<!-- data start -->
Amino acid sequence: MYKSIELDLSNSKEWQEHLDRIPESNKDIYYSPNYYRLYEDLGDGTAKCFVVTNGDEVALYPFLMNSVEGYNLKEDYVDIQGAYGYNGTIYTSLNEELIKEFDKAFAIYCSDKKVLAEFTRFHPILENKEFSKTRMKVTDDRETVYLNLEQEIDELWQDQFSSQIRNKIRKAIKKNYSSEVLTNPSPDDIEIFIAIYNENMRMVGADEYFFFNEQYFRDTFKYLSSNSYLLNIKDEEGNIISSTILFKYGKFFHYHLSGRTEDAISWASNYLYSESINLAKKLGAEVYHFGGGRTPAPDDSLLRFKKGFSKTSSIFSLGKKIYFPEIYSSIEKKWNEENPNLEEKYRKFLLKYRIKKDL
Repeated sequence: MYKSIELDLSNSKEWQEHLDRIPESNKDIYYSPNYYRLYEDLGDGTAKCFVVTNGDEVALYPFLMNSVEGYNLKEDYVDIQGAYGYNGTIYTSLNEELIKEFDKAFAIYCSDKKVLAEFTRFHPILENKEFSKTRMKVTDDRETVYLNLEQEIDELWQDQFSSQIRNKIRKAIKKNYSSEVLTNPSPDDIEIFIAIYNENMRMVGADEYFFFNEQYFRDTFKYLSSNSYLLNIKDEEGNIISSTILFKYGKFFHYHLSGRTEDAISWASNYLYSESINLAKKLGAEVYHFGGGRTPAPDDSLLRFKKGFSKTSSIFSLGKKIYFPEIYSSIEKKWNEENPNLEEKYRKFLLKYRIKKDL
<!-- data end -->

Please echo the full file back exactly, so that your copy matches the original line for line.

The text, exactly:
Amino acid sequence: MYKSIELDLSNSKEWQEHLDRIPESNKDIYYSPNYYRLYEDLGDGTAKCFVVTNGDEVALYPFLMNSVEGYNLKEDYVDIQGAYGYNGTIYTSLNEELIKEFDKAFAIYCSDKKVLAEFTRFHPILENKEFSKTRMKVTDDRETVYLNLEQEIDELWQDQFSSQIRNKIRKAIKKNYSSEVLTNPSPDDIEIFIAIYNENMRMVGADEYFFFNEQYFRDTFKYLSSNSYLLNIKDEEGNIISSTILFKYGKFFHYHLSGRTEDAISWASNYLYSESINLAKKLGAEVYHFGGGRTPAPDDSLLRFKKGFSKTSSIFSLGKKIYFPEIYSSIEKKWNEENPNLEEKYRKFLLKYRIKKDL
Repeated sequence: MYKSIELDLSNSKEWQEHLDRIPESNKDIYYSPNYYRLYEDLGDGTAKCFVVTNGDEVALYPFLMNSVEGYNLKEDYVDIQGAYGYNGTIYTSLNEELIKEFDKAFAIYCSDKKVLAEFTRFHPILENKEFSKTRMKVTDDRETVYLNLEQEIDELWQDQFSSQIRNKIRKAIKKNYSSEVLTNPSPDDIEIFIAIYNENMRMVGADEYFFFNEQYFRDTFKYLSSNSYLLNIKDEEGNIISSTILFKYGKFFHYHLSGRTEDAISWASNYLYSESINLAKKLGAEVYHFGGGRTPAPDDSLLRFKKGFSKTSSIFSLGKKIYFPEIYSSIEKKWNEENPNLEEKYRKFLLKYRIKKDL